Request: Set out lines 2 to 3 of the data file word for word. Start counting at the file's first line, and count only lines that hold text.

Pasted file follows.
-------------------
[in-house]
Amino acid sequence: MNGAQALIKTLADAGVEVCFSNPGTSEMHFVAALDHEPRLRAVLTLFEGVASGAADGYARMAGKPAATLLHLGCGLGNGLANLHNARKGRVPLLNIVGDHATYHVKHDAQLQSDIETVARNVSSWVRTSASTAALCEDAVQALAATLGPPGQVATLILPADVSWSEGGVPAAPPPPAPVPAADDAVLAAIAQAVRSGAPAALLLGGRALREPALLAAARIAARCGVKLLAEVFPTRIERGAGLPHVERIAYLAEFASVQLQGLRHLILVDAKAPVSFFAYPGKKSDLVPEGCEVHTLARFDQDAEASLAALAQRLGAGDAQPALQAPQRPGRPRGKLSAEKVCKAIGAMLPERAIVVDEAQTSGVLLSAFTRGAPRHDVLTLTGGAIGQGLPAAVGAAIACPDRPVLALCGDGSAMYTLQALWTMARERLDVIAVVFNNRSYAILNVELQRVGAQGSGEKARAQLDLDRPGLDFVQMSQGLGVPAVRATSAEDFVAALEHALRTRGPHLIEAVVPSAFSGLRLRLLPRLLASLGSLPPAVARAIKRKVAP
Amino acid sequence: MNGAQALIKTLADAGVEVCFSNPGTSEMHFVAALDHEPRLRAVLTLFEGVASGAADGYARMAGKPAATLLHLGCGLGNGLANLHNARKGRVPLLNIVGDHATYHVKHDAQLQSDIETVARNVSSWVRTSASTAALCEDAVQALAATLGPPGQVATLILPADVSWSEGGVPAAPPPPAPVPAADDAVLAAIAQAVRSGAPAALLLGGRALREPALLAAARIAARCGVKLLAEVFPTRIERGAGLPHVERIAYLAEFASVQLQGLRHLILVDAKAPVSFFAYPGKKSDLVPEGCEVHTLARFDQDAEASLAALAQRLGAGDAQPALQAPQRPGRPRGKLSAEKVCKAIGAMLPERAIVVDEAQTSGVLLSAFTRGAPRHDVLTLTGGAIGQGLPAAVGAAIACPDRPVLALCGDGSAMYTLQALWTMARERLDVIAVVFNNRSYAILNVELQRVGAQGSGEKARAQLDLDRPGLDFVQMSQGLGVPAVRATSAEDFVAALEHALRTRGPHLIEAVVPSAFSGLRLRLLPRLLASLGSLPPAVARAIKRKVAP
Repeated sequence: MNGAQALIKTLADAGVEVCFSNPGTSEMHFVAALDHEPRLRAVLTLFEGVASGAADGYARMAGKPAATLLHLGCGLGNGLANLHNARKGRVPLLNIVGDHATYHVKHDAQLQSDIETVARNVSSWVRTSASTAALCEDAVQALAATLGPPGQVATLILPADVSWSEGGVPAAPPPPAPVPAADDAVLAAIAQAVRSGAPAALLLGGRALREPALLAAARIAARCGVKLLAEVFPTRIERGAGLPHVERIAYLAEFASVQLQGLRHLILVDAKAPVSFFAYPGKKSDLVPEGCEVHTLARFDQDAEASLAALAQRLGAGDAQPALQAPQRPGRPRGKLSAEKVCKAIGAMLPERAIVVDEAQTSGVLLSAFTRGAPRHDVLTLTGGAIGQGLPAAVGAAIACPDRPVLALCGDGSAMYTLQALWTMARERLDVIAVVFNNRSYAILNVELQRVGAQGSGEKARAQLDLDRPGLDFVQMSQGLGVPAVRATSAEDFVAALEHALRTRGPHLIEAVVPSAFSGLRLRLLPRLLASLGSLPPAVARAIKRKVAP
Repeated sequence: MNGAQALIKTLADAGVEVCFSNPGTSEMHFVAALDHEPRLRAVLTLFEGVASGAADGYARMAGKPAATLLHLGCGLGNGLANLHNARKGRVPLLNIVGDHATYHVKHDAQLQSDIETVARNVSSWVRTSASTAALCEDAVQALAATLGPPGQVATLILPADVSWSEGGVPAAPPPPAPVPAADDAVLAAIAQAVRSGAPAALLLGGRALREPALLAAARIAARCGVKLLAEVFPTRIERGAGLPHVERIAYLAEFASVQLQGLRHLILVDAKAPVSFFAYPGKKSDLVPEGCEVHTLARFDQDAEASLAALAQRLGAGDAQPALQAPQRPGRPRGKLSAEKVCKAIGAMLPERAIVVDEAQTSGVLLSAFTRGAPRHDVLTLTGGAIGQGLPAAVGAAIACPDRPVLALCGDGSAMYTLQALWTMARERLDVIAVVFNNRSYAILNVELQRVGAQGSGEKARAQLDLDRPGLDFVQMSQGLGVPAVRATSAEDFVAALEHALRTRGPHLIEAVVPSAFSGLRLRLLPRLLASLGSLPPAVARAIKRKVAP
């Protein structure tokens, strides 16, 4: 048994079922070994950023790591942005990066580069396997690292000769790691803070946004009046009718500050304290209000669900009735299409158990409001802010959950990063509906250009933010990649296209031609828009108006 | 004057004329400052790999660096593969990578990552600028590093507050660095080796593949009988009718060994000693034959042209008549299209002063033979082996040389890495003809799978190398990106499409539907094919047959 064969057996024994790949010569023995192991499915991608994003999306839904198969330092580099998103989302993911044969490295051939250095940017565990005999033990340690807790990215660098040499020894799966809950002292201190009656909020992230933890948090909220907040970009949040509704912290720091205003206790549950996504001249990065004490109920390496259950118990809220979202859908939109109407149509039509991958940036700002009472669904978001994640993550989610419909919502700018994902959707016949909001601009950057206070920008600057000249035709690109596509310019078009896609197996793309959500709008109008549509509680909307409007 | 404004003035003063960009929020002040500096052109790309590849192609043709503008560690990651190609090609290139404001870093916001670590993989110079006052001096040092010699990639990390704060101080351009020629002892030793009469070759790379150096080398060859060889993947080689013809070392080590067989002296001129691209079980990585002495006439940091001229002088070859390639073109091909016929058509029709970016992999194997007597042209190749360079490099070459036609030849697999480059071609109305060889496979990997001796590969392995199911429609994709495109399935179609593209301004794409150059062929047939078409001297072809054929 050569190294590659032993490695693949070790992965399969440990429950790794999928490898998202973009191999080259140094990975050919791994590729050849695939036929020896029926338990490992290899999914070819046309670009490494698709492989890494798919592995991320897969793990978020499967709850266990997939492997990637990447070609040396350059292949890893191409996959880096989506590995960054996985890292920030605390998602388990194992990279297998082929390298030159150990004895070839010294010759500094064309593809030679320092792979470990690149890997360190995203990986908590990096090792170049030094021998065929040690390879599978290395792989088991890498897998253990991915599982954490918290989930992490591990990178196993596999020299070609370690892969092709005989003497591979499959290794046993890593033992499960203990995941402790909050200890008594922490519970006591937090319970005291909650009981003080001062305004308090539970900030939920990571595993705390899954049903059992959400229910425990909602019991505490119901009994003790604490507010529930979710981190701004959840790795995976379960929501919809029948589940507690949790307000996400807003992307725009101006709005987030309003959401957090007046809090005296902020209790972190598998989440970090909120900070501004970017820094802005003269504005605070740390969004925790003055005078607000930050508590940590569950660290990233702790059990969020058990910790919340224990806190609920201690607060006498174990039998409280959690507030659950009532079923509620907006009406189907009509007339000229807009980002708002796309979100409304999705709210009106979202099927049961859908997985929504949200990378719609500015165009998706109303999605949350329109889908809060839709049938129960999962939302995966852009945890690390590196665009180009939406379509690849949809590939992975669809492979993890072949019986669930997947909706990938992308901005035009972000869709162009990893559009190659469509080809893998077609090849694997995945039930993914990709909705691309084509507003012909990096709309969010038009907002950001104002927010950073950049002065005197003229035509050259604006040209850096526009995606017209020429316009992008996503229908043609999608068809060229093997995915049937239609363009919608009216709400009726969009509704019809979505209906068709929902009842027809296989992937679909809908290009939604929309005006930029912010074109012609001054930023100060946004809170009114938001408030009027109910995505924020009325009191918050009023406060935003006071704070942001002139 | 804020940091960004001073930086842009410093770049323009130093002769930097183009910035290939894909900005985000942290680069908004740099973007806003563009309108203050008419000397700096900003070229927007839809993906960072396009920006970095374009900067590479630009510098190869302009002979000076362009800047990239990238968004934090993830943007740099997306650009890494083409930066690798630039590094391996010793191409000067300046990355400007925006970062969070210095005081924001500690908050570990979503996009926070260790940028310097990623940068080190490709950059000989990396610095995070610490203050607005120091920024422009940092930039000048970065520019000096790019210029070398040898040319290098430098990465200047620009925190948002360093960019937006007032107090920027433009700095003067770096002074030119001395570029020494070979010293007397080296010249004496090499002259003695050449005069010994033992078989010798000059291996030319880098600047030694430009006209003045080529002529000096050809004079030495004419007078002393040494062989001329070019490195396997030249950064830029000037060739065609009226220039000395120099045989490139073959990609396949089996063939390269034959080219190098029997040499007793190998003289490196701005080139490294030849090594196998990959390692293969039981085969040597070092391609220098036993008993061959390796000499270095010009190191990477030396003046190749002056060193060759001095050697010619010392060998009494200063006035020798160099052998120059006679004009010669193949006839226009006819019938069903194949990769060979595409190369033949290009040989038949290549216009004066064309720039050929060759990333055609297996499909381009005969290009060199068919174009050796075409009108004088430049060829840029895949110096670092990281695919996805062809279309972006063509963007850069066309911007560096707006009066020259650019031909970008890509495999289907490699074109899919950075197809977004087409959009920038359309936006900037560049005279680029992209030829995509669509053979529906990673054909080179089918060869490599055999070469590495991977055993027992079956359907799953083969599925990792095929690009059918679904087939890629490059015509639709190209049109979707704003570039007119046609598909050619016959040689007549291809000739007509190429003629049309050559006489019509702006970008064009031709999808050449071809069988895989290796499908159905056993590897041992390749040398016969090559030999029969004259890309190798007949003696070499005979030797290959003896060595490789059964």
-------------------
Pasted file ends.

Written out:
Amino acid sequence: MNGAQALIKTLADAGVEVCFSNPGTSEMHFVAALDHEPRLRAVLTLFEGVASGAADGYARMAGKPAATLLHLGCGLGNGLANLHNARKGRVPLLNIVGDHATYHVKHDAQLQSDIETVARNVSSWVRTSASTAALCEDAVQALAATLGPPGQVATLILPADVSWSEGGVPAAPPPPAPVPAADDAVLAAIAQAVRSGAPAALLLGGRALREPALLAAARIAARCGVKLLAEVFPTRIERGAGLPHVERIAYLAEFASVQLQGLRHLILVDAKAPVSFFAYPGKKSDLVPEGCEVHTLARFDQDAEASLAALAQRLGAGDAQPALQAPQRPGRPRGKLSAEKVCKAIGAMLPERAIVVDEAQTSGVLLSAFTRGAPRHDVLTLTGGAIGQGLPAAVGAAIACPDRPVLALCGDGSAMYTLQALWTMARERLDVIAVVFNNRSYAILNVELQRVGAQGSGEKARAQLDLDRPGLDFVQMSQGLGVPAVRATSAEDFVAALEHALRTRGPHLIEAVVPSAFSGLRLRLLPRLLASLGSLPPAVARAIKRKVAP
Amino acid sequence: MNGAQALIKTLADAGVEVCFSNPGTSEMHFVAALDHEPRLRAVLTLFEGVASGAADGYARMAGKPAATLLHLGCGLGNGLANLHNARKGRVPLLNIVGDHATYHVKHDAQLQSDIETVARNVSSWVRTSASTAALCEDAVQALAATLGPPGQVATLILPADVSWSEGGVPAAPPPPAPVPAADDAVLAAIAQAVRSGAPAALLLGGRALREPALLAAARIAARCGVKLLAEVFPTRIERGAGLPHVERIAYLAEFASVQLQGLRHLILVDAKAPVSFFAYPGKKSDLVPEGCEVHTLARFDQDAEASLAALAQRLGAGDAQPALQAPQRPGRPRGKLSAEKVCKAIGAMLPERAIVVDEAQTSGVLLSAFTRGAPRHDVLTLTGGAIGQGLPAAVGAAIACPDRPVLALCGDGSAMYTLQALWTMARERLDVIAVVFNNRSYAILNVELQRVGAQGSGEKARAQLDLDRPGLDFVQMSQGLGVPAVRATSAEDFVAALEHALRTRGPHLIEAVVPSAFSGLRLRLLPRLLASLGSLPPAVARAIKRKVAP